Sunday, March 8th was International Women’s Day – a global day celebrating the social, economic, cultural and political achievements of women, while also marking a call to action for accelerating gender equality.

    The first International Women’s Day occurred in 1911, supported by over one million people. Today, IWD belongs to all groups collectively everywhere. IWD is not country, group or organization specific.

    An equal world is an enabled world.  Equality is not a women’s issue, it’s a business issue.  Gender equality is essential for economies and communities to thrive.   A gender equal world can be healthier, wealthier and more harmonious.  The race is on for the gender equal boardroom, a gender equal government, gender equal media coverage, gender equal workplaces, gender equal sports coverage, more gender equality in health and wealth.

    The theme for 2020 is Each for Equal, drawn from a notion of “collective individualism.”  We are all parts of a whole.  We can actively choose to challenge stereotypes, fight bias, broaden perceptions, improve situations and celebrate women’s achievements.  Our individual actions, conversations, behaviors and mindsets can have an impact on our larger society.

    Individually, we’re all responsible for our own thoughts and actions.  Collectively, we can make change happen.

    If the forecast holds it will be snowing when this publishes and this cute picture will make sense.  If it’s sunny and warm instead then let’s just say this was a memory from last week.

  • The Biblio File: Library News (3/2/2020)

    Pinawa Public Library
    www.pinawapubliclibrary.com

    The Biblio File
    March 2, 2020

    In December 2013, the United Nations General Assembly proclaimed March 3rd as World Wildlife Day to celebrate and raise awareness of the world’s wild animals and plants.

    The theme for 2020 is “Sustaining all life on Earth”, encompassing all wild animal and plant species as key components of the world’s biodiversity.

    Earth is home to countless species of fauna and flora.  We depend on the constant interplay and cooperation between all elements of the biosphere for all our needs: the air we breathe, the food we eat, the energy we use, and the materials we need for all purposes.

    However, unsustainable human activities and over-exploitation of the species and natural resources that make up the habitats and ecosystems of all wildlife are threatening the world’s biodiversity. Nearly a quarter of all species are presently at risk of going extinct in the coming decades, and their demise would only speed up the disappearance of countless others, putting humans in danger as well.

    On World Wildlife Day (and every day) take the time to notice and appreciate the plants, animals and nature around you.  We are so fortunate to be surrounded on a daily basis by the beauty of nature.  Let’s work together to appreciate and protect it.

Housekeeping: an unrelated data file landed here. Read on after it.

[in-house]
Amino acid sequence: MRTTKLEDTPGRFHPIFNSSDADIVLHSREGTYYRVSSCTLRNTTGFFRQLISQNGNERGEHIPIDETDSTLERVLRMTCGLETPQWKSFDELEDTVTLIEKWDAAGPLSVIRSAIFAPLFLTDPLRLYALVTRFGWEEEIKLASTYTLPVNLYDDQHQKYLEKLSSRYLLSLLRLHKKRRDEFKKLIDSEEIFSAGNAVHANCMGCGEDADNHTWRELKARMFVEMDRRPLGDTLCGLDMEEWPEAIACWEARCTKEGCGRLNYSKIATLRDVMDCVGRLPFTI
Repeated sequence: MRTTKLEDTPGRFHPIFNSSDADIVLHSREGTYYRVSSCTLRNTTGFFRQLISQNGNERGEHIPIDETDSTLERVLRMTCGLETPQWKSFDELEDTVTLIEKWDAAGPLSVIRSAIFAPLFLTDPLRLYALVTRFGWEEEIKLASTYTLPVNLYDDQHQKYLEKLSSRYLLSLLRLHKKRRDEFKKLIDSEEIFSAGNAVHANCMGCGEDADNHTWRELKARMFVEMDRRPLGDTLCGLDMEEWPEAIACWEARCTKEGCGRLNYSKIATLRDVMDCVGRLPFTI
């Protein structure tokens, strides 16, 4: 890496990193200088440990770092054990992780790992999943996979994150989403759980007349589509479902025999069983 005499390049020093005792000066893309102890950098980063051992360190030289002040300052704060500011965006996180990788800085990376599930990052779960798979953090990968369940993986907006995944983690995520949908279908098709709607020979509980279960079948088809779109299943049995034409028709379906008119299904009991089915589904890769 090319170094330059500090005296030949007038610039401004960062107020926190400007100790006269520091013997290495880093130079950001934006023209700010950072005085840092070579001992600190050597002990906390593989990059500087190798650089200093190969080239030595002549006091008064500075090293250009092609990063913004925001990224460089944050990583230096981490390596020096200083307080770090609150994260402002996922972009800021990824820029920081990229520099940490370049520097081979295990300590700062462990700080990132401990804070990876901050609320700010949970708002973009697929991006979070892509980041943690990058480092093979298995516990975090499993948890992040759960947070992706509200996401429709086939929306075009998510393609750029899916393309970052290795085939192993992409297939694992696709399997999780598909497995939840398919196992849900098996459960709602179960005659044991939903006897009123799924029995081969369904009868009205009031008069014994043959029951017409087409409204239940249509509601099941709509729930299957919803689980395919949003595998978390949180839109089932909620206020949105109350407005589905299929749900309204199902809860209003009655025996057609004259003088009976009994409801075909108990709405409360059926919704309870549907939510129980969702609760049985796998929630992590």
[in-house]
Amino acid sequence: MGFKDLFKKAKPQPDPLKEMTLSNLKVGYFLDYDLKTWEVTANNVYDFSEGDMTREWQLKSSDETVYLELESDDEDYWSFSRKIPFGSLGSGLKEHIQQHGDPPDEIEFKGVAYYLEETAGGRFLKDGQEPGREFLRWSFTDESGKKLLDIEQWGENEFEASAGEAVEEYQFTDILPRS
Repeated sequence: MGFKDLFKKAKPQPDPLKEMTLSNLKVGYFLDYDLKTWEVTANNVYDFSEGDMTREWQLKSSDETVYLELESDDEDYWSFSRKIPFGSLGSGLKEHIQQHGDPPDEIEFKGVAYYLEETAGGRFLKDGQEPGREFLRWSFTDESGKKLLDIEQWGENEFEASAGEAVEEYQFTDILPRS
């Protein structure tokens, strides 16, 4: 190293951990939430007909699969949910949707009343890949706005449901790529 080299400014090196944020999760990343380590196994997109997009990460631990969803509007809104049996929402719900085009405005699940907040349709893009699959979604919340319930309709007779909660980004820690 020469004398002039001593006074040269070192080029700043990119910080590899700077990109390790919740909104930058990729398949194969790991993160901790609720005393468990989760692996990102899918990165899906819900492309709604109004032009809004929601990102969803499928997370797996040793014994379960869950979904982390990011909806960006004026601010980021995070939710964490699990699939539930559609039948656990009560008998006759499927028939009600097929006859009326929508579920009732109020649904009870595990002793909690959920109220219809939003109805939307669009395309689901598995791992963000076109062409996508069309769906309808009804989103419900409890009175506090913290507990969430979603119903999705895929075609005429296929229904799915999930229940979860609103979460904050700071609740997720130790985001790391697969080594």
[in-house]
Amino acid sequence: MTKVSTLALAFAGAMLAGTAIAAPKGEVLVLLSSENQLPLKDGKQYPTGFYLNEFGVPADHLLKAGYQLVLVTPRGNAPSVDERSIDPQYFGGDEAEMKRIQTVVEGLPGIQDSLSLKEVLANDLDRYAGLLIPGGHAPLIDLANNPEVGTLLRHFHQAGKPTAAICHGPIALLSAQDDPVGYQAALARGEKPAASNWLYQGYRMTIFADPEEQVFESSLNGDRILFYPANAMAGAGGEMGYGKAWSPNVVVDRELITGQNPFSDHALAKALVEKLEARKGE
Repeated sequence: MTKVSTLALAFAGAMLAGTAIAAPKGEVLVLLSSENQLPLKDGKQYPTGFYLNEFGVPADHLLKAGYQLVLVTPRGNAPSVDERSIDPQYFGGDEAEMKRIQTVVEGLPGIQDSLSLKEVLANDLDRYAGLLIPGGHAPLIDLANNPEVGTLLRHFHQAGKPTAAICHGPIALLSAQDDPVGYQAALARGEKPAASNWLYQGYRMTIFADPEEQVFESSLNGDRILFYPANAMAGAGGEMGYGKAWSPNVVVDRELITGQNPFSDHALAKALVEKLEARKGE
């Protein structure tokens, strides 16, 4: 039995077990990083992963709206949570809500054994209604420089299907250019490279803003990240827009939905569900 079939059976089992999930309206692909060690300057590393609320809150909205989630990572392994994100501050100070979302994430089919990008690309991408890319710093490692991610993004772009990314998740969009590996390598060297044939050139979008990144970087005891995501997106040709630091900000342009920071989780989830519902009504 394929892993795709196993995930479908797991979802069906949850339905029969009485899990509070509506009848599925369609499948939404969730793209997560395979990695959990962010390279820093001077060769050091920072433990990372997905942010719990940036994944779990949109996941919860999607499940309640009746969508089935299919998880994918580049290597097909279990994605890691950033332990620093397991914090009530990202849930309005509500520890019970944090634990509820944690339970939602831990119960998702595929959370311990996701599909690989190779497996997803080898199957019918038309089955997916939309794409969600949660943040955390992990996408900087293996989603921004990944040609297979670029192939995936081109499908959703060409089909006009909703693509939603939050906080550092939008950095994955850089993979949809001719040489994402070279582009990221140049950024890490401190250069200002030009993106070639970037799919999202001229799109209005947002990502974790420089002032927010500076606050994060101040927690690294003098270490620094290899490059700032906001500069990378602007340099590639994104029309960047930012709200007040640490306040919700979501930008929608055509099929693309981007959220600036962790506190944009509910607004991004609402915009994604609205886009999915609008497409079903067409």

Don’t forget to move your clocks forward on March 8th!  Although we are all justifiably horrified by the idea of an hour less reading time, it will be nice to have some lighter evenings for…well… reading.

  • The Biblio File: Library News (2/24/2020)

    Pinawa Public Library
    www.pinawapubliclibrary.com

    The Biblio File
    February 24, 2020

    Every February, Canadians are invited to participate in Black History Month festivities and events that honour the legacy of Black Canadians, past and present.

    People of African descent have been a part of shaping Canada’s heritage and identity since the arrival of Mathieu Da Costa, a navigator and interpreter, whose presence in Canada dates back to the early 1600s.

    Black History Month is a time to learn more Canadian stories and about the many other important contributions of Black Canadians to the settlement, growth and development of Canada, and about the diversity of Black communities in Canada and their importance to the history of this country.  Our display has been updated – come and take a look.

    Black History Month was initiated in Canada by the Ontario Black History Society and introduced to Parliament in December 1995 following a motion by Jean Augustine, the first Black woman elected as a member of Parliament. The motion was carried unanimously by the House of Commons.  Black History Month was officially observed across Canada for the first time in February 1996.

    Bullying is a major problem in our schools, workplaces, homes, and online. This year, Pink Shirt Day, or Anti-Bullying Day, is on February 26. It is a day when people come together by wearing pink shirts to school or work to show they are against bullying. The focus for 2020 is “lift each other up.”

    Now a movement celebrated across the globe, Pink Shirt Day was inspired by an act of kindness in small-town Nova Scotia.  Here is a snippet of an article detailing the original incident: